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Wage rises slow down below rest of the EU

Wage rises slow down below rest of the EU

The pace of wage growth in Ireland slowed dramatically to 2.2pc between January and March, under-performing the eurozone average for the first time since early 2017.

Meanwhile, the level of job vacancies here was the third lowest in the currency bloc, indicating the economy may not be overheating.

The data released by European Statistics agency Eurostat showed wage gains here have fallen off dramatically since the final quarter of last year when they came in at 3.2pc. This was seen as a sign the economy was getting close to full employment.

In the first quarter of this year, wages in the eurozone as a whole rose by 2.5pc, a 10-year high.

“The country breakdown shows much of the increase in wage inflation was in the economies which have been struggling for the past year or so,” consultancy Capital Economics said.


“In practice, we think labour cost growth is more likely to be stable in the coming quarters, given the loss of momentum in the economy and the evidence from business surveys that the labour market is no longer tightening.”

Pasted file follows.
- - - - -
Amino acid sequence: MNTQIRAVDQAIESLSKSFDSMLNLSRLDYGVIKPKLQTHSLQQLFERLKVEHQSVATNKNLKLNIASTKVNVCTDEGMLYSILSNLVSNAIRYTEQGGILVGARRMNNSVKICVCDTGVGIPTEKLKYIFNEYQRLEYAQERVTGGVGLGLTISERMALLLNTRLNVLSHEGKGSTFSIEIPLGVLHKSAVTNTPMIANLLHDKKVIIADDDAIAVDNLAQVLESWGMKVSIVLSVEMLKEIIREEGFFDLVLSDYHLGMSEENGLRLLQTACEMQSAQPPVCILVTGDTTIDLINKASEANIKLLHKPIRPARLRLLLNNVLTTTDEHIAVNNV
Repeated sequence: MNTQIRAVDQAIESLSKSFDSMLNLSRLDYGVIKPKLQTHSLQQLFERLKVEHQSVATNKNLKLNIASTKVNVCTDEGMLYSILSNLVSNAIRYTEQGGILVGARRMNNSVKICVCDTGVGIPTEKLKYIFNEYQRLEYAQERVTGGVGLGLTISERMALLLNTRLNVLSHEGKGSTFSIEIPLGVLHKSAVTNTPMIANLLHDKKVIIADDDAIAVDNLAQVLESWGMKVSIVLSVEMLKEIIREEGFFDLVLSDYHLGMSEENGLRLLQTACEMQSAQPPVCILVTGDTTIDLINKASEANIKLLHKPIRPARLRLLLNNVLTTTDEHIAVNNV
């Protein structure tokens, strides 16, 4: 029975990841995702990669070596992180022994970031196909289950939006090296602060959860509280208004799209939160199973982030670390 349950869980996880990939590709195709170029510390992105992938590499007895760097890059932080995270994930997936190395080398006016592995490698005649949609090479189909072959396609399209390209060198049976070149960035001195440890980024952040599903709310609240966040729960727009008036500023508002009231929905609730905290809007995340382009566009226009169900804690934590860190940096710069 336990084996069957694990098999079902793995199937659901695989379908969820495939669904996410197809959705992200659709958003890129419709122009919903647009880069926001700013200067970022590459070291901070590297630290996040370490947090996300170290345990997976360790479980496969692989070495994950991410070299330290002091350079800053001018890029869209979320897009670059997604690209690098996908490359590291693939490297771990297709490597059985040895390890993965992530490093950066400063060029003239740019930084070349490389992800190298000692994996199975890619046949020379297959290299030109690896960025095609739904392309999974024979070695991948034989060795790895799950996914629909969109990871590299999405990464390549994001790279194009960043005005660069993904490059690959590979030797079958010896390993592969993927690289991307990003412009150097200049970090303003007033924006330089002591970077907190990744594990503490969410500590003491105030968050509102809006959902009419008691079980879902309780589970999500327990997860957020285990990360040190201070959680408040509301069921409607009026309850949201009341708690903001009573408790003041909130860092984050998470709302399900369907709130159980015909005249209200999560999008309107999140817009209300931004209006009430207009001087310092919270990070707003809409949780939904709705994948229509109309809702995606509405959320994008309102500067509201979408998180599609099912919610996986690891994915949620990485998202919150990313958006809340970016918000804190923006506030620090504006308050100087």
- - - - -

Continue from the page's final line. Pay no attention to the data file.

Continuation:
A separate release from Eurostat showed job vacancy rates here stood at 1pc, well below the 3pc average in the euro area, another measure suggesting demand for labour looks to be slowing.

The economy here is expected to grow by around 4pc this year, unless there is a hard Brexit, down from 6.7pc in 2018.

Over the course of 2018, some 63,000 jobs were created on a net basis and the Department of Finance is expecting 50,000 new jobs will be created this year.

There are still skills shortages in healthcare, finance and engineering, according to a new study by the Central Bank of Ireland and jobs website

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